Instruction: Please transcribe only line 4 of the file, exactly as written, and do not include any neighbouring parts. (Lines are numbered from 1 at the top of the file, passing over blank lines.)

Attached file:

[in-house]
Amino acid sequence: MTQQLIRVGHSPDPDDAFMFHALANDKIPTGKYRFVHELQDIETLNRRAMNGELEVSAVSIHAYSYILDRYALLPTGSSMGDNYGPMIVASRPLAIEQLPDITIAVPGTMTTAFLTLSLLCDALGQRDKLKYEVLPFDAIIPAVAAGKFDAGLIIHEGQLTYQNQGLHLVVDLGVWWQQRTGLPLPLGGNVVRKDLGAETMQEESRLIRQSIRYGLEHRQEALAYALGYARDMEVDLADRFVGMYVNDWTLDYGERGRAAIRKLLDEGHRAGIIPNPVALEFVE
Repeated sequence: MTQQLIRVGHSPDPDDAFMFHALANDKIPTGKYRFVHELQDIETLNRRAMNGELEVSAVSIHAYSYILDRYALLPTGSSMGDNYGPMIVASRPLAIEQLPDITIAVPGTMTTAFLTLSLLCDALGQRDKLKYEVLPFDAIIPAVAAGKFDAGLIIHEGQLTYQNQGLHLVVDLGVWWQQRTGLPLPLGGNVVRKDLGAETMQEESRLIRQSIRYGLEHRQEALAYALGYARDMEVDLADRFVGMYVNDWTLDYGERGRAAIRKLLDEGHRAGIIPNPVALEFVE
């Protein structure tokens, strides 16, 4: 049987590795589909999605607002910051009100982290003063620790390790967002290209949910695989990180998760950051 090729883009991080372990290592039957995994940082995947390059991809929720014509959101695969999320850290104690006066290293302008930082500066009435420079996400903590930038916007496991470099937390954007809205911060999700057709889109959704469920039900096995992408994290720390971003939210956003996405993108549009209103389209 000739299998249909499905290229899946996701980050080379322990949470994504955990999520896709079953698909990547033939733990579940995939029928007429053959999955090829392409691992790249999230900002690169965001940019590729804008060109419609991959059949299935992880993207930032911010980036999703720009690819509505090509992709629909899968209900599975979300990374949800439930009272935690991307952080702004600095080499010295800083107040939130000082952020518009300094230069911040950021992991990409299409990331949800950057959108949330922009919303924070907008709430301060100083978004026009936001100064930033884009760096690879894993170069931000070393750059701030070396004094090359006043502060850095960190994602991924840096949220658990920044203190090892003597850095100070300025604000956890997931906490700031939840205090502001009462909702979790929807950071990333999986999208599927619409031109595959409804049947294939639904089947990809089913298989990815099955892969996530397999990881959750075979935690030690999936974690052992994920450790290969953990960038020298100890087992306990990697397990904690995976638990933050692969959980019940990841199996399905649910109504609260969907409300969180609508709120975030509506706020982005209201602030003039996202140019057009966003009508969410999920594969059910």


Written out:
């Protein structure tokens, strides 16, 4: 049987590795589909999605607002910051009100982290003063620790390790967002290209949910695989990180998760950051 090729883009991080372990290592039957995994940082995947390059991809929720014509959101695969999320850290104690006066290293302008930082500066009435420079996400903590930038916007496991470099937390954007809205911060999700057709889109959704469920039900096995992408994290720390971003939210956003996405993108549009209103389209 000739299998249909499905290229899946996701980050080379322990949470994504955990999520896709079953698909990547033939733990579940995939029928007429053959999955090829392409691992790249999230900002690169965001940019590729804008060109419609991959059949299935992880993207930032911010980036999703720009690819509505090509992709629909899968209900599975979300990374949800439930009272935690991307952080702004600095080499010295800083107040939130000082952020518009300094230069911040950021992991990409299409990331949800950057959108949330922009919303924070907008709430301060100083978004026009936001100064930033884009760096690879894993170069931000070393750059701030070396004094090359006043502060850095960190994602991924840096949220658990920044203190090892003597850095100070300025604000956890997931906490700031939840205090502001009462909702979790929807950071990333999986999208599927619409031109595959409804049947294939639904089947990809089913298989990815099955892969996530397999990881959750075979935690030690999936974690052992994920450790290969953990960038020298100890087992306990990697397990904690995976638990933050692969959980019940990841199996399905649910109504609260969907409300969180609508709120975030509506706020982005209201602030003039996202140019057009966003009508969410999920594969059910």